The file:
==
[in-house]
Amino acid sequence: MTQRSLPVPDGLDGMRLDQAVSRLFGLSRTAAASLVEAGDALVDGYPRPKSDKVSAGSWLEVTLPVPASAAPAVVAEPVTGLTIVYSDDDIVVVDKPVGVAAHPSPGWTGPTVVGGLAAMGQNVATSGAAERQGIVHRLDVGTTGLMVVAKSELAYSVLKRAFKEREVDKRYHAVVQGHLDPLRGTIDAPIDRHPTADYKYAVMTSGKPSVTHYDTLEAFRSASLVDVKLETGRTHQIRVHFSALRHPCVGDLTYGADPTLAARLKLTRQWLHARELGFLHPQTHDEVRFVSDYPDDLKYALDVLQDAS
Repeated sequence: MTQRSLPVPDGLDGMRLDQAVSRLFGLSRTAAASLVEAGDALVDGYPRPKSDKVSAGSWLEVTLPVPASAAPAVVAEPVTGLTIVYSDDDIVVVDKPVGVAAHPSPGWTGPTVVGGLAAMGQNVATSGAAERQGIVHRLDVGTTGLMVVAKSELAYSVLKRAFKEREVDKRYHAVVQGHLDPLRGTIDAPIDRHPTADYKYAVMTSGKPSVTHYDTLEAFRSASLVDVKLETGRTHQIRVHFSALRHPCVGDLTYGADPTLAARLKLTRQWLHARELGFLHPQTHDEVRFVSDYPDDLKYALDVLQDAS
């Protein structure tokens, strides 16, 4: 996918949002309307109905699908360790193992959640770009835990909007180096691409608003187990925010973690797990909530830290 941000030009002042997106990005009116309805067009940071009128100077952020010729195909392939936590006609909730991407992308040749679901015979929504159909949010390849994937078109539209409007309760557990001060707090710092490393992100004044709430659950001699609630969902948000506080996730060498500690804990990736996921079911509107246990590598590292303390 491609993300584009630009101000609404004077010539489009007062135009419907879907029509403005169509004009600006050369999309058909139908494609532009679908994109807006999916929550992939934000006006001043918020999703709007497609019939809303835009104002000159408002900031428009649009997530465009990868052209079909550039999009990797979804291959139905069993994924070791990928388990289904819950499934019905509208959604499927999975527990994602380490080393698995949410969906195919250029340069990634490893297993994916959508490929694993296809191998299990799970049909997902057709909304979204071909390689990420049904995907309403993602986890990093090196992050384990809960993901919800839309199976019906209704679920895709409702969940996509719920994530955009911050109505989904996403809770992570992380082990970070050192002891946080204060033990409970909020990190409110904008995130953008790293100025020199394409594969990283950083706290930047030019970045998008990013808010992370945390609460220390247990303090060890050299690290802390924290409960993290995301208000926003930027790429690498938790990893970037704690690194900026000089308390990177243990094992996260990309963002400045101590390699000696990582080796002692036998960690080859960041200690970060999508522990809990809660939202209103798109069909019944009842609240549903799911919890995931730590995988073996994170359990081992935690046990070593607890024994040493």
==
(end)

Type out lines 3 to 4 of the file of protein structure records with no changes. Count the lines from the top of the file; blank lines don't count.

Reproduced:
Repeated sequence: MTQRSLPVPDGLDGMRLDQAVSRLFGLSRTAAASLVEAGDALVDGYPRPKSDKVSAGSWLEVTLPVPASAAPAVVAEPVTGLTIVYSDDDIVVVDKPVGVAAHPSPGWTGPTVVGGLAAMGQNVATSGAAERQGIVHRLDVGTTGLMVVAKSELAYSVLKRAFKEREVDKRYHAVVQGHLDPLRGTIDAPIDRHPTADYKYAVMTSGKPSVTHYDTLEAFRSASLVDVKLETGRTHQIRVHFSALRHPCVGDLTYGADPTLAARLKLTRQWLHARELGFLHPQTHDEVRFVSDYPDDLKYALDVLQDAS
């Protein structure tokens, strides 16, 4: 996918949002309307109905699908360790193992959640770009835990909007180096691409608003187990925010973690797990909530830290 941000030009002042997106990005009116309805067009940071009128100077952020010729195909392939936590006609909730991407992308040749679901015979929504159909949010390849994937078109539209409007309760557990001060707090710092490393992100004044709430659950001699609630969902948000506080996730060498500690804990990736996921079911509107246990590598590292303390 491609993300584009630009101000609404004077010539489009007062135009419907879907029509403005169509004009600006050369999309058909139908494609532009679908994109807006999916929550992939934000006006001043918020999703709007497609019939809303835009104002000159408002900031428009649009997530465009990868052209079909550039999009990797979804291959139905069993994924070791990928388990289904819950499934019905509208959604499927999975527990994602380490080393698995949410969906195919250029340069990634490893297993994916959508490929694993296809191998299990799970049909997902057709909304979204071909390689990420049904995907309403993602986890990093090196992050384990809960993901919800839309199976019906209704679920895709409702969940996509719920994530955009911050109505989904996403809770992570992380082990970070050192002891946080204060033990409970909020990190409110904008995130953008790293100025020199394409594969990283950083706290930047030019970045998008990013808010992370945390609460220390247990303090060890050299690290802390924290409960993290995301208000926003930027790429690498938790990893970037704690690194900026000089308390990177243990094992996260990309963002400045101590390699000696990582080796002692036998960690080859960041200690970060999508522990809990809660939202209103798109069909019944009842609240549903799911919890995931730590995988073996994170359990081992935690046990070593607890024994040493």